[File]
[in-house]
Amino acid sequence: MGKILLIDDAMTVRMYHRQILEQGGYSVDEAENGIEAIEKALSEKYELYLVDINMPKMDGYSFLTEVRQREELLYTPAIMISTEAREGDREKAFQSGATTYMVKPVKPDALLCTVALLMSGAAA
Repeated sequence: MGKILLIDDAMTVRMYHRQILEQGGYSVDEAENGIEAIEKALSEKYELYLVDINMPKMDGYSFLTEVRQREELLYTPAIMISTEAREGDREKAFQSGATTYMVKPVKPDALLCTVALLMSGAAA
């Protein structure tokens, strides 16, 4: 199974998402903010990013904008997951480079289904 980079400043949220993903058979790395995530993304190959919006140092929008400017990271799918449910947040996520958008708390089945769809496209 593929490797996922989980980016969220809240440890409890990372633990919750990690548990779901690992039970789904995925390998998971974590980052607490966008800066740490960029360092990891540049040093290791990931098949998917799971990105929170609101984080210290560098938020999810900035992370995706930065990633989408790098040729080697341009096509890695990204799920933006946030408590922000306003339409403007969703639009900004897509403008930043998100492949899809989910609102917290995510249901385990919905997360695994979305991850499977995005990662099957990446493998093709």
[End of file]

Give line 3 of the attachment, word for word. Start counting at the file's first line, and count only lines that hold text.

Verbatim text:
Repeated sequence: MGKILLIDDAMTVRMYHRQILEQGGYSVDEAENGIEAIEKALSEKYELYLVDINMPKMDGYSFLTEVRQREELLYTPAIMISTEAREGDREKAFQSGATTYMVKPVKPDALLCTVALLMSGAAA